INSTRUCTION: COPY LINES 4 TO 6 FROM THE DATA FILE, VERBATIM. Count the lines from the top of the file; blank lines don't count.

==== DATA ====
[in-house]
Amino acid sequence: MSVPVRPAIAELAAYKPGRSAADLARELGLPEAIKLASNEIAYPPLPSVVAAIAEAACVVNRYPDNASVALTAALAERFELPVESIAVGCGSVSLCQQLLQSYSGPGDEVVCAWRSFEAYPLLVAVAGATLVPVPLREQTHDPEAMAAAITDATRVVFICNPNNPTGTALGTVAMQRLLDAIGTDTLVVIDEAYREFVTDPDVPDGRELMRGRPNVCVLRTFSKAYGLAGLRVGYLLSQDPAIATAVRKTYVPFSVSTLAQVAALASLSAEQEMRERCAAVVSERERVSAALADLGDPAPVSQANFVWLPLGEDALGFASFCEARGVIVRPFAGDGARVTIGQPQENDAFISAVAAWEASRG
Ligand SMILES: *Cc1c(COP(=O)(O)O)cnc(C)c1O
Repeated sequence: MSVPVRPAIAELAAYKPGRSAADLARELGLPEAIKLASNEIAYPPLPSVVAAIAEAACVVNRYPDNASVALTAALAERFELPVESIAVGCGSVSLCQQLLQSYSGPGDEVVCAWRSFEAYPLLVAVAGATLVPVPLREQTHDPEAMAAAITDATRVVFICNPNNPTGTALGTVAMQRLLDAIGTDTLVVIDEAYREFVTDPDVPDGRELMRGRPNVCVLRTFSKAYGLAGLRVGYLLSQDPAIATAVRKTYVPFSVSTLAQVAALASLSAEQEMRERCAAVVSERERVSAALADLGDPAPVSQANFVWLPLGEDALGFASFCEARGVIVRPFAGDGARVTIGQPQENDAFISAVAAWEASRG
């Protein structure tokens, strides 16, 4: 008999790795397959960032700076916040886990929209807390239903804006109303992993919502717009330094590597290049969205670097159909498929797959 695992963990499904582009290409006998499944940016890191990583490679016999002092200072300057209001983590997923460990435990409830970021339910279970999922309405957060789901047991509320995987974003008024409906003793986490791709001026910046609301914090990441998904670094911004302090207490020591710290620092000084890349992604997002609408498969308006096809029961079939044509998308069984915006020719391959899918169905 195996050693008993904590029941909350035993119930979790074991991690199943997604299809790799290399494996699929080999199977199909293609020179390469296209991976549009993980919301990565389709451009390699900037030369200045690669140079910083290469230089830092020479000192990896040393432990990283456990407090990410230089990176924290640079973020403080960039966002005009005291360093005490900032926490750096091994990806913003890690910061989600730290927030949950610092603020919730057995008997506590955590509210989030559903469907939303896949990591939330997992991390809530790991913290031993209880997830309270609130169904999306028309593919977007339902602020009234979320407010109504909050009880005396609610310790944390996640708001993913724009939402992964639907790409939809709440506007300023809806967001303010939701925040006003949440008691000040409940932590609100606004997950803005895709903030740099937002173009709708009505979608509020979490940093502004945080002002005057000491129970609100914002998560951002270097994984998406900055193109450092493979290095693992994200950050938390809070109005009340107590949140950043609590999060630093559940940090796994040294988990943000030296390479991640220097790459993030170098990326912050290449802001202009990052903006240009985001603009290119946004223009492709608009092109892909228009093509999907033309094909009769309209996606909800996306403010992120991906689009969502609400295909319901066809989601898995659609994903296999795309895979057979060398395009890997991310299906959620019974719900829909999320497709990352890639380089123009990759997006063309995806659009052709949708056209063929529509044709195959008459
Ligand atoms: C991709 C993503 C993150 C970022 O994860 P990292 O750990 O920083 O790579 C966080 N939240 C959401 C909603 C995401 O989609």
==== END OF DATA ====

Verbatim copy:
Repeated sequence: MSVPVRPAIAELAAYKPGRSAADLARELGLPEAIKLASNEIAYPPLPSVVAAIAEAACVVNRYPDNASVALTAALAERFELPVESIAVGCGSVSLCQQLLQSYSGPGDEVVCAWRSFEAYPLLVAVAGATLVPVPLREQTHDPEAMAAAITDATRVVFICNPNNPTGTALGTVAMQRLLDAIGTDTLVVIDEAYREFVTDPDVPDGRELMRGRPNVCVLRTFSKAYGLAGLRVGYLLSQDPAIATAVRKTYVPFSVSTLAQVAALASLSAEQEMRERCAAVVSERERVSAALADLGDPAPVSQANFVWLPLGEDALGFASFCEARGVIVRPFAGDGARVTIGQPQENDAFISAVAAWEASRG
């Protein structure tokens, strides 16, 4: 008999790795397959960032700076916040886990929209807390239903804006109303992993919502717009330094590597290049969205670097159909498929797959 695992963990499904582009290409006998499944940016890191990583490679016999002092200072300057209001983590997923460990435990409830970021339910279970999922309405957060789901047991509320995987974003008024409906003793986490791709001026910046609301914090990441998904670094911004302090207490020591710290620092000084890349992604997002609408498969308006096809029961079939044509998308069984915006020719391959899918169905 195996050693008993904590029941909350035993119930979790074991991690199943997604299809790799290399494996699929080999199977199909293609020179390469296209991976549009993980919301990565389709451009390699900037030369200045690669140079910083290469230089830092020479000192990896040393432990990283456990407090990410230089990176924290640079973020403080960039966002005009005291360093005490900032926490750096091994990806913003890690910061989600730290927030949950610092603020919730057995008997506590955590509210989030559903469907939303896949990591939330997992991390809530790991913290031993209880997830309270609130169904999306028309593919977007339902602020009234979320407010109504909050009880005396609610310790944390996640708001993913724009939402992964639907790409939809709440506007300023809806967001303010939701925040006003949440008691000040409940932590609100606004997950803005895709903030740099937002173009709708009505979608509020979490940093502004945080002002005057000491129970609100914002998560951002270097994984998406900055193109450092493979290095693992994200950050938390809070109005009340107590949140950043609590999060630093559940940090796994040294988990943000030296390479991640220097790459993030170098990326912050290449802001202009990052903006240009985001603009290119946004223009492709608009092109892909228009093509999907033309094909009769309209996606909800996306403010992120991906689009969502609400295909319901066809989601898995659609994903296999795309895979057979060398395009890997991310299906959620019974719900829909999320497709990352890639380089123009990759997006063309995806659009052709949708056209063929529509044709195959008459
Ligand atoms: C991709 C993503 C993150 C970022 O994860 P990292 O750990 O920083 O790579 C966080 N939240 C959401 C909603 C995401 O989609």